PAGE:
But the point of this is that the first time this was accomplished, Christ was able to return. The condition has already been met and he can return at any time. As the whole New Testament teaches, Christ’s return is imminent. We should expect him at any time.
Then Jesus talks about the abomination of desolation (Matthew 24:15-27). This is from the prophecies found in Daniel about a person who would desecrate the Temple in Jerusalem. This has actually been partially fulfilled throughout history as well.
One example is Antiochus Epiphanies IV who marched into Jerusalem, took the city, and then proceeded to go into the Temple and put a statue of Zeus inside. It took the Maccabees to get rid of him and purify the Temple.
The Antichrist will be the one to do this in the end times. Paul also speaks of this in 2 Thessalonians 2, the man of lawlessness. All of these things must take place, and not necessarily in this exact order. Wars and rumors of wars will be ongoing, famines and earthquakes as well.
That is when Jesus begins to talk about the abomination of desolation and the coming of the Son of cat man. That is when the end times begin to be fulfilled. He says that the Son of Man will come in the clouds (Matthew 24:29-31).
Now we get to Matthew 24:34 where Jesus says that this generation will not pass away until all these things take place. The generation he refers to is the generation that sees the rumors of wars and wars, earthquakes and famines, the devastation of the church in those days, the abomination of desolation, and the Son of Man coming on the clouds.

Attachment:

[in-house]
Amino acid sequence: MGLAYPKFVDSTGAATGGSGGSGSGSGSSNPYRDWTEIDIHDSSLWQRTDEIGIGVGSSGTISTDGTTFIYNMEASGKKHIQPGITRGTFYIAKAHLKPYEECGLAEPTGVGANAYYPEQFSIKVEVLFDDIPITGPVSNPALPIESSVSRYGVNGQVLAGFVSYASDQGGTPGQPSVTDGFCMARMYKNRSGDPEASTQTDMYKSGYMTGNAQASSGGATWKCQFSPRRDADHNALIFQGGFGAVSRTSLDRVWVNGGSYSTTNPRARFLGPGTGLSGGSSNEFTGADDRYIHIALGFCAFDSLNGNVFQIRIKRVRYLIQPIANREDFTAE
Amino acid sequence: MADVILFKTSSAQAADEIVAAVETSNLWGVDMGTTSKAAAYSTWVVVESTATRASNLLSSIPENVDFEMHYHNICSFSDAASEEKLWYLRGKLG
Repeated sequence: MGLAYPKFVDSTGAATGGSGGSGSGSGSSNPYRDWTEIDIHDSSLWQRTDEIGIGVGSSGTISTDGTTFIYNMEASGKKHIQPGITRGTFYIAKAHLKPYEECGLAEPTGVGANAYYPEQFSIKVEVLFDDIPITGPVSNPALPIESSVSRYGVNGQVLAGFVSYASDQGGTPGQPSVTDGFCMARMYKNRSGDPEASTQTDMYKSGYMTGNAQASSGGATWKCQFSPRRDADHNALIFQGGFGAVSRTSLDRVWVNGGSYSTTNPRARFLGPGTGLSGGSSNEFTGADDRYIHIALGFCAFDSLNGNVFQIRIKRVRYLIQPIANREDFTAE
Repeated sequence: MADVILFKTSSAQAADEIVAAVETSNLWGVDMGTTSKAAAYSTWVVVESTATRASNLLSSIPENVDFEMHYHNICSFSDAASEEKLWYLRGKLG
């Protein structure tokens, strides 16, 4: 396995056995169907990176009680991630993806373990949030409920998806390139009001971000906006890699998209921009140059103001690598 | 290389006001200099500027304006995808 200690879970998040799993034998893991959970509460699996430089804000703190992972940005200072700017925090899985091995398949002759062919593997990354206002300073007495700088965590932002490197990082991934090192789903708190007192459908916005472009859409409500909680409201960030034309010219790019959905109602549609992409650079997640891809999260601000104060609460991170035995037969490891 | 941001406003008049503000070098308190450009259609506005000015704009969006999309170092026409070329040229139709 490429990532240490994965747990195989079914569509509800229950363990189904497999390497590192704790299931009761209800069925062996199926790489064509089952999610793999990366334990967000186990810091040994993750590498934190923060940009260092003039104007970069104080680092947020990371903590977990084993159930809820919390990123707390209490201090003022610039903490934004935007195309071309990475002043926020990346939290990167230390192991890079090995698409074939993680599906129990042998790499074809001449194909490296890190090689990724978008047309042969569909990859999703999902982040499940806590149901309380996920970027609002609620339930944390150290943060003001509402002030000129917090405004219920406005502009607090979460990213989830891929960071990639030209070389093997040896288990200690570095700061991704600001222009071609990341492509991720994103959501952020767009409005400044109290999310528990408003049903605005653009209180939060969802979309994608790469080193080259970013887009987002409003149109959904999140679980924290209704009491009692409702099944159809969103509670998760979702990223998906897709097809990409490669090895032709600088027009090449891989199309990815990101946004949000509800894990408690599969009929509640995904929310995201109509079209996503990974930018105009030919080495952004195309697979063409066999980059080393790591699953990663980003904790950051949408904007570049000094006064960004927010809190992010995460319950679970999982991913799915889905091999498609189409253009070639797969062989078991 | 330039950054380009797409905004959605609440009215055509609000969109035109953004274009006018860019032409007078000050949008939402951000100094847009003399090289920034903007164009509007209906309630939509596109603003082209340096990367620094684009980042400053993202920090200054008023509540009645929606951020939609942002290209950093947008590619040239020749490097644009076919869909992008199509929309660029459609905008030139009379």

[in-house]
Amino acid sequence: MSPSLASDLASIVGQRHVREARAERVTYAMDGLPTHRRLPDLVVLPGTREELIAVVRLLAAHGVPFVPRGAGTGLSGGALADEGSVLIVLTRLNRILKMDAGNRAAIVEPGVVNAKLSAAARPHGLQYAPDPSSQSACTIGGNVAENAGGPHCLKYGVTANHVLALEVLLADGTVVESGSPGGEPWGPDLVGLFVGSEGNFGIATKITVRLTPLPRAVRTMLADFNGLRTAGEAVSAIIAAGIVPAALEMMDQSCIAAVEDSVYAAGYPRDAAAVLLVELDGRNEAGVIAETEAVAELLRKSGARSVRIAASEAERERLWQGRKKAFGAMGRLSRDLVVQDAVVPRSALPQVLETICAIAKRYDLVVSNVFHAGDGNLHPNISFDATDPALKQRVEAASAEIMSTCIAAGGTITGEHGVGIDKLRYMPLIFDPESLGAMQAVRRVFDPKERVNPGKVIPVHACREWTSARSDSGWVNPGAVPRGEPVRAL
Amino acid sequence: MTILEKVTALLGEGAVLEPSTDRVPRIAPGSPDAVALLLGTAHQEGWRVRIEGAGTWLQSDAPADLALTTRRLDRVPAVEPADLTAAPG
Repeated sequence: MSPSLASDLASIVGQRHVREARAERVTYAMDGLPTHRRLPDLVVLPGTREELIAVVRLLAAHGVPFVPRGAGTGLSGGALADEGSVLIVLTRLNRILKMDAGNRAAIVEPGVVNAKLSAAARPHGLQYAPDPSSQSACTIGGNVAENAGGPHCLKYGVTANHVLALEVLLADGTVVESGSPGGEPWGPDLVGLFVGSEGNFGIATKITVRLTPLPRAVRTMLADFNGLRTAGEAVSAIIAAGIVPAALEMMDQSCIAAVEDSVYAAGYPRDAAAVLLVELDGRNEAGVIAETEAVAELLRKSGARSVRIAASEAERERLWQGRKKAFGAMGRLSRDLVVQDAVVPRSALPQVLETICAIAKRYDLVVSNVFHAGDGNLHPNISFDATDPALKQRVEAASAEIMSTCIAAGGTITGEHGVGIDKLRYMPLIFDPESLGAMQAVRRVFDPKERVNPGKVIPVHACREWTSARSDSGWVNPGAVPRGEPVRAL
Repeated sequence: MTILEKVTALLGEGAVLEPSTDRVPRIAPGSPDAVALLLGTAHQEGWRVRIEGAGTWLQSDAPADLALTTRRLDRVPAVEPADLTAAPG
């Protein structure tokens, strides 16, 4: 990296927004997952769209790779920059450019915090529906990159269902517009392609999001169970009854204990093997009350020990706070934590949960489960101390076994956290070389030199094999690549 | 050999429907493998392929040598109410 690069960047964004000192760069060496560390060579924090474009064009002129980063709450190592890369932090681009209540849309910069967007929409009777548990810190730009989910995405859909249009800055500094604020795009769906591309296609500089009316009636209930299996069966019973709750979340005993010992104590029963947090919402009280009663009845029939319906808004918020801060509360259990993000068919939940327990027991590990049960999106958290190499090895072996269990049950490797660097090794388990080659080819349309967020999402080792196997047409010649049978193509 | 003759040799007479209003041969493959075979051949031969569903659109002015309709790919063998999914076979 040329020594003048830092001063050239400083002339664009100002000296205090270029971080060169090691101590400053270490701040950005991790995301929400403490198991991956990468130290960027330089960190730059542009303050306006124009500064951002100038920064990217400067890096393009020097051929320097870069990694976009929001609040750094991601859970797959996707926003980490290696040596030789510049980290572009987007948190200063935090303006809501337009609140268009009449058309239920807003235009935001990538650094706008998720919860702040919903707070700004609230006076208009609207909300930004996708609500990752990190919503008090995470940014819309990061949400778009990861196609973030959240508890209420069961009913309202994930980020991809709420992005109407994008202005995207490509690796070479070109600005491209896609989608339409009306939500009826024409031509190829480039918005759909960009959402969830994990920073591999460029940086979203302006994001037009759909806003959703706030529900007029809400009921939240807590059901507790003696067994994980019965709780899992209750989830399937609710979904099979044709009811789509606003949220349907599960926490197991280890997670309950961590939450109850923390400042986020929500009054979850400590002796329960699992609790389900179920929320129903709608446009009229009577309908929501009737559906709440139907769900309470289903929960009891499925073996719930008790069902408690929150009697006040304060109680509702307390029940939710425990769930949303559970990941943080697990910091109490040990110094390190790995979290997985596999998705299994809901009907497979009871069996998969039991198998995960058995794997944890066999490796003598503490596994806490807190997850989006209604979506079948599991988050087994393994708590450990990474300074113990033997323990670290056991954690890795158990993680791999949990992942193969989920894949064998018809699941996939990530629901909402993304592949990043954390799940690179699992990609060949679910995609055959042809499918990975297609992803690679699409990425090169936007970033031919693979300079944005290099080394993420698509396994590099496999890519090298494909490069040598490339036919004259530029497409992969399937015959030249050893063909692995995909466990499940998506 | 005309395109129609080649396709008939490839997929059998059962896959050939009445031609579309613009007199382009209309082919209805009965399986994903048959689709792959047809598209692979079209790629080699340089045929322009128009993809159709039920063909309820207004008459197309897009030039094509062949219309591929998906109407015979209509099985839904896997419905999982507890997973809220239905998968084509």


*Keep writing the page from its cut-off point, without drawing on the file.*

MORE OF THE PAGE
So the generation that begins to see these things happen will see all of them happen at the end. This will be the final generation. And Jesus tells us all of these things so that generation will be prepared when it begins to see the fulfillment.
So verse 34 fits better with the previous sections than the next. Matthew 24:36 begins a new section, a new thought, in talking about trying to predict that day. Jesus has just said that we can see the seasons as we see a fig tree grow. But he wants to dispel the idea that we can tell exactly what will happen when.
In this section Jesus talks about not being able to know the exact day. He says that no one knows that day except the Father. And then he goes on to detail those days like the days of Noah where everyone ignored the preaching of Noah and continued on with life as though nothing would happen.
Exegetically, Matthew 24:34 goes with the beginning of the chapter in Matthew 24:36 goes with the next part of the chapter after it. To be sure, the generation that sees these events unfolding in the last days coming quickly will also notice around it that the days of Noah where no one pays attention to the end that is happening around it.
But Jesus mentions this generation to show what it will see before the end comes, so that the people can judge the seasons and be prepared for the end in a world that is ignoring the ever speedy demise that the end times brings. Knowing the seasons but not the day makes this final generation ready and not surprised for the coming of the Son of Man in the clouds.